Such activities should advance hand-in-hand with ethics in realising responsible innovation. Colleges and universities, scientific research institutes, medical and health institutes, and enterprises are expressly required to shoulder the main responsibility for managing ethics in science and technology by establishing a normalised mechanism for daily management of technological ethics, and taking the initiative to investigate, identify and promptly resolve any ethical risks in their scientific and technological activities.

Operators of scientific and technological activities in life sciences, medicine and AI should establish a review committee of scientific and technological ethics, if their research involves sensitive areas of ethics.

In terms of practical experience, the author notes that enterprises such as Cloudwalk, MEGVII, DeepGlint and other recent IPO companies have already established ethical review bodies, and the China Securities Regulatory Commission (CSRC) is also highly concerned with ethical reviews of AI enterprises. Matters such as controllability of AI technology, protection of customer privacy data, and the nature of ethical protection measures taken by AI enterprises have emerged in IPO application enquiries.

Therefore, ethical review has become a key compliance component for AI enterprises, which may increase the immediate compliance costs, but the long-term value of ethical compliance will easily triumph such costs. Ethical compliance will become a selling point of products, a key investor consideration and a major cornerstone for the enterprise’s long-term development.

So how should AI enterprises approach ethical compliance and effectively carry out ethical review? There are currently no comprehensive or specific national rules or guidelines for ethical review of AI, while the above-mentioned guidelines only list the ethical security risks of AI and provide some suggestions on risk prevention.

Given the mature ethical review mechanism existent in the medical field, the Measures for the Ethical Review of Biomedical Research Involving Humans, released by the National Health and Family Planning Commission in 2016, and the Guidelines for Establishing Ethical Review Committees for Clinical Research Involving Humans (2020 Edition), released by the National Health Commission in 2020, provide valuable references. Based on such well-established experience in the medical field, the author believes that AI enterprises should focus on the following aspects in improving their own ethical compliance.

Set up a designated ethics review body. The ethical review body should be composed of personnel with multi-disciplinary professional backgrounds, at least including experts in AI, ethics and law, while experts in other specialised fields may be engaged as independent consultants if necessary. In order to ensure the quality of ethical review, members of the ethical review body should have strong awareness of scientific research ethics and ability in ethical review. In addition, to ensure the independence, objectivity and impartiality of the ethical review process and results, the ethical review body should be independent from the technical and business departments.

Formulate and implement a sound ethical review system. The ethical review system should at least include the following aspects: the composition, responsibilities, authorities and working mechanism of the ethical review body; the scope of the ethical review and application guidelines; confidentiality measures of the ethical review; selection of independent consultants; principles, requirements and standards of the ethical review; training and continued education; and the archiving of ethical review documents.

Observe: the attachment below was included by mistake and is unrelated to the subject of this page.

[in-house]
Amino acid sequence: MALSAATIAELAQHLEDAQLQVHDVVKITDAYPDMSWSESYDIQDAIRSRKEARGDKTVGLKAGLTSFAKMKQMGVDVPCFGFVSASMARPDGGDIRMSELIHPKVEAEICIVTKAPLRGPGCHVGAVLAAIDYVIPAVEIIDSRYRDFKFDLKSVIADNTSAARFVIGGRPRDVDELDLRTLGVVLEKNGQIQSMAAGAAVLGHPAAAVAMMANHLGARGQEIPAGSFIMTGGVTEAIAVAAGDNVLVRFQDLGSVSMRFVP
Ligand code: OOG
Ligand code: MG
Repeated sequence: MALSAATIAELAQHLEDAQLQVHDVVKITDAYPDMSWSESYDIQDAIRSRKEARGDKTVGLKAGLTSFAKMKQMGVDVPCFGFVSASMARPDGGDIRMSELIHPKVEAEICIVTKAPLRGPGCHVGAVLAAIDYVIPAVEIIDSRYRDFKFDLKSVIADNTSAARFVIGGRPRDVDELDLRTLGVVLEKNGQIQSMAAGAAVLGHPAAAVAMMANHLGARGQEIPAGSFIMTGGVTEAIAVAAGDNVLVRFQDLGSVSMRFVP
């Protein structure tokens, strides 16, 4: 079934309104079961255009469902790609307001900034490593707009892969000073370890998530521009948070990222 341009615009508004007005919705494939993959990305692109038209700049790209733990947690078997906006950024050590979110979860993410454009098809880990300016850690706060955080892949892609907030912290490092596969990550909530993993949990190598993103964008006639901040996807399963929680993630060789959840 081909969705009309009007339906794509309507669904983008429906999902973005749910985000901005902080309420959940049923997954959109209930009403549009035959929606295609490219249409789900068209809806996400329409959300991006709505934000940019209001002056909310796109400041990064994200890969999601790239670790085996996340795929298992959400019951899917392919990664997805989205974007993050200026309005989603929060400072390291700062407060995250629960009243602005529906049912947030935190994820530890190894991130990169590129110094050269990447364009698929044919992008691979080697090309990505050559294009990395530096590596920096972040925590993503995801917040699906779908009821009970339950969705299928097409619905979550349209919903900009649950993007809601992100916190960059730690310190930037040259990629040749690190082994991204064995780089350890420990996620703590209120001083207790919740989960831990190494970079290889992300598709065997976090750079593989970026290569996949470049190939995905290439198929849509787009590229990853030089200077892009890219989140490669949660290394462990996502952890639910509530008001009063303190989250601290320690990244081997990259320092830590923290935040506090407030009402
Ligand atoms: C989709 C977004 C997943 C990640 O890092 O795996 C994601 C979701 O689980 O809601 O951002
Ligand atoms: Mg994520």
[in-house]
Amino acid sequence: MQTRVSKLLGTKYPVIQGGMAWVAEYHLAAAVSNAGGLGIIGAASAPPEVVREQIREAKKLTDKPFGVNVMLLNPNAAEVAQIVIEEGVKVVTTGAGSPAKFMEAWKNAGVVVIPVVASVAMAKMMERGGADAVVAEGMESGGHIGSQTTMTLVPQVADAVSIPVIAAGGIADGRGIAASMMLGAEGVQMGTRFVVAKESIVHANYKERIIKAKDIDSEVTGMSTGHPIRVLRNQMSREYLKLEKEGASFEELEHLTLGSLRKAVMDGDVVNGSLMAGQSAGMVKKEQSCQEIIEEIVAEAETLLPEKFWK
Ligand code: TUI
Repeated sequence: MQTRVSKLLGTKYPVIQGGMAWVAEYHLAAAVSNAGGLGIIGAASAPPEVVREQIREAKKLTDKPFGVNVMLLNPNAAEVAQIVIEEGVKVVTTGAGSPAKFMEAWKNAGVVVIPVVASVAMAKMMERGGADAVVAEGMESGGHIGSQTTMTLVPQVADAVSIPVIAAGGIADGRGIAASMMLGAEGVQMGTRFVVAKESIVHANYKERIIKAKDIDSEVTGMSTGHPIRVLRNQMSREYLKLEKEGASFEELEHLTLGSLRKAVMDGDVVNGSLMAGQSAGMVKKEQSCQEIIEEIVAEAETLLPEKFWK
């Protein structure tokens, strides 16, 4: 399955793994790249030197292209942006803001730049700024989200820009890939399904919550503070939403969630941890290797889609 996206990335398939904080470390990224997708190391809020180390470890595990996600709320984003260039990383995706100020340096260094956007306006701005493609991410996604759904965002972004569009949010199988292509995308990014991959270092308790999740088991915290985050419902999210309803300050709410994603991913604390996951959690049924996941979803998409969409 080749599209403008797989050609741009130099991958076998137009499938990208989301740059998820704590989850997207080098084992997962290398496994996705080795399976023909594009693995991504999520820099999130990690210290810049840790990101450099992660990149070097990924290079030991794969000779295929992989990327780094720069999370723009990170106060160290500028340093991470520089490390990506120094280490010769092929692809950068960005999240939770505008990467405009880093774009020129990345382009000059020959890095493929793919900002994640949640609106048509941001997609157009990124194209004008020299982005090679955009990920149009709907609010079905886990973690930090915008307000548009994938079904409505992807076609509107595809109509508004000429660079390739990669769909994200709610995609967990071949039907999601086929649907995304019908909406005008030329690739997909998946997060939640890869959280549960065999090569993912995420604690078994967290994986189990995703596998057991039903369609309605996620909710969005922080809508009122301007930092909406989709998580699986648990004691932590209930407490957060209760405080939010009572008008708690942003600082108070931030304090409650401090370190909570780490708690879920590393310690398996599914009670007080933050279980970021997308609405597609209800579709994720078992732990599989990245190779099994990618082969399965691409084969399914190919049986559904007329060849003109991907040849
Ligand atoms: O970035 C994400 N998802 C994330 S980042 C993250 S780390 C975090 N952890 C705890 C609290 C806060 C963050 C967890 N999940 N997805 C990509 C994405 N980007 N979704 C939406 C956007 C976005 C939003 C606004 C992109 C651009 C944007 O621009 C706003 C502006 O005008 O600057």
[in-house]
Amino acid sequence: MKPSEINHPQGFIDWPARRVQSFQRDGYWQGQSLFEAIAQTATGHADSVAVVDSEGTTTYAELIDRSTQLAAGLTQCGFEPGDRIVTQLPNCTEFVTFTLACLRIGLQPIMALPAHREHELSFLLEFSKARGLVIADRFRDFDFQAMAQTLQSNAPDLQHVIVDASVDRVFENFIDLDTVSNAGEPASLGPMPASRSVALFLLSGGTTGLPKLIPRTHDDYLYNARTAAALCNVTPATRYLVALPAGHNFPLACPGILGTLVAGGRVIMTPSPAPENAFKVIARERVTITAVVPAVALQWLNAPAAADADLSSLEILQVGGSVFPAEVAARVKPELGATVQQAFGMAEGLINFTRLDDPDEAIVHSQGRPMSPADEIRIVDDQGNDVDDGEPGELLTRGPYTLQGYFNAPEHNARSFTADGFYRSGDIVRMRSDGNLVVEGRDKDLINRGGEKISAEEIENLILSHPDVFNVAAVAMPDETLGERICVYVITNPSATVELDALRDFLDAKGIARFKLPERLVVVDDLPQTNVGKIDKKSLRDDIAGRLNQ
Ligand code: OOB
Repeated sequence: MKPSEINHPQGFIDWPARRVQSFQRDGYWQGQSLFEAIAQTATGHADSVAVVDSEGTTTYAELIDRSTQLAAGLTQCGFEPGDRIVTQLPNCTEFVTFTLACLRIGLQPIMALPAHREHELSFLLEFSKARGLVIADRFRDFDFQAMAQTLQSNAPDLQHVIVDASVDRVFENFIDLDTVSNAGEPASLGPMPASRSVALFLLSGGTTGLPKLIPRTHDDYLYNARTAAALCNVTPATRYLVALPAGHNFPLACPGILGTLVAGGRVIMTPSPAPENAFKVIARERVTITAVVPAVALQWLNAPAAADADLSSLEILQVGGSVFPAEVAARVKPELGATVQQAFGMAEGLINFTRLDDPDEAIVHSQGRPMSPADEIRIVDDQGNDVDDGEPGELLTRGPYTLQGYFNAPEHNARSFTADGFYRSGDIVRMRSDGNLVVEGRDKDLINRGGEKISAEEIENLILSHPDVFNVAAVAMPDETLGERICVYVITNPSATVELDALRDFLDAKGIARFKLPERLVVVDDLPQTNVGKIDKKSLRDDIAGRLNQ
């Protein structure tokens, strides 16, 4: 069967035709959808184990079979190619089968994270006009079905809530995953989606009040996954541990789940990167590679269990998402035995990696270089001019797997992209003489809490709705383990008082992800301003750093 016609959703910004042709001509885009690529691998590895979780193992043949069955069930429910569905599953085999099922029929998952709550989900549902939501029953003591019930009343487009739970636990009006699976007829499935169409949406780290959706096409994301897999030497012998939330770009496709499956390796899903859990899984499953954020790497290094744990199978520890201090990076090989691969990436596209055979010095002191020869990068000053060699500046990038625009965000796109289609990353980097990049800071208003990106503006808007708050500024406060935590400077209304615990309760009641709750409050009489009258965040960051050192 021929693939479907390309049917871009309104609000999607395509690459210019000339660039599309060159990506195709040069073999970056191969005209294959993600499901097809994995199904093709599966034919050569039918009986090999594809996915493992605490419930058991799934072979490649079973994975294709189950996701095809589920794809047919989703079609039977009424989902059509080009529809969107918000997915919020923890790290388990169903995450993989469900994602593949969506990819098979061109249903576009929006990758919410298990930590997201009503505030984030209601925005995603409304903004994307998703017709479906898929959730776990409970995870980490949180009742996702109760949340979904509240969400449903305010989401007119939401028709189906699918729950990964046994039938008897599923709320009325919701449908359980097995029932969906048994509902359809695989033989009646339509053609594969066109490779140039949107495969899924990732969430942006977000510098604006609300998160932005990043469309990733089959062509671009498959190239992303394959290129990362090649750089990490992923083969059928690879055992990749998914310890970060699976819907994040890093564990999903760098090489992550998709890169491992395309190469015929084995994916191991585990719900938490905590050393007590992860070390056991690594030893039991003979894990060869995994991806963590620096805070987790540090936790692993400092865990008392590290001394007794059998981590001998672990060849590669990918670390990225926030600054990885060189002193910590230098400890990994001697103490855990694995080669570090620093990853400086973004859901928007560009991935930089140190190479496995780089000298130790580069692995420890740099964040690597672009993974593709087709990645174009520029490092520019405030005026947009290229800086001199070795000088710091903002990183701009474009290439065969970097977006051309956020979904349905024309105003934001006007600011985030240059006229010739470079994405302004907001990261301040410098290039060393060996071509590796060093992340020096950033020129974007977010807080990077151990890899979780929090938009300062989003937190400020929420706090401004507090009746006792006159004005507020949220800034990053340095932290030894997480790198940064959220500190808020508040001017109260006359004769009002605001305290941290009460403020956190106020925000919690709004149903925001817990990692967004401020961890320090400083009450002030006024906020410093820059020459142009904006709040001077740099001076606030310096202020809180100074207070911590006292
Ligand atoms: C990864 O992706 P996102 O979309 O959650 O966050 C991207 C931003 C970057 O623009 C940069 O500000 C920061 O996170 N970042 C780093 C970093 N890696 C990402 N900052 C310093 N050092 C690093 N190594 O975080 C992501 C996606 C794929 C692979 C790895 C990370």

Considering the global development of AI and needs for overseas business, AI ethical review should not only abide by domestic laws and regulations. In November 2021, the UN Educational, Scientific and Cultural Organisation (UNESCO) passed the Recommendation on the Ethics of Artificial Intelligence, the first global standard-setting instrument on AI ethics, proposed to 193 member states. Attention should also be diverted to Western ethical governance regulations, such as those of the US and Europe, as well as other intergovernmental and non-governmental multilateral consensus on ethical governance of AI, especially regulations about life and health, privacy, human dignity, discrimination, algorithm black box, information cocoons, and large-scale monitoring risks.

Update ethical review standards and requirements regularly. Considering the rapid development of AI and legislation in this field, the ethical review body should timely update the scope, principles and requirements of ethical review, preferably forming a periodic update mechanism, so as to ensure the legitimacy and compliance of ethical review results, reduce compliance costs to the greatest possible extent, and improve the economic benefits of the enterprise.

Establish an effective follow-up mechanism of ethical monitoring. AI enterprises should establish an ethics tracking and review mechanism throughout a product’s lifecycle, including research and development, the design and manufacturing, deployment and application, and user use so as to regulate various ethical risks in product manufacturing, deployment and use. Compliance of AI enterprises can be expensive. During the process of implementing the follow-up mechanism, ethical review experience accumulated can be valuable when applied to the process of future product development and design, in order to mitigate any avoidable impact of compliance on the enterprise’s interests. subscripton ad blue 2022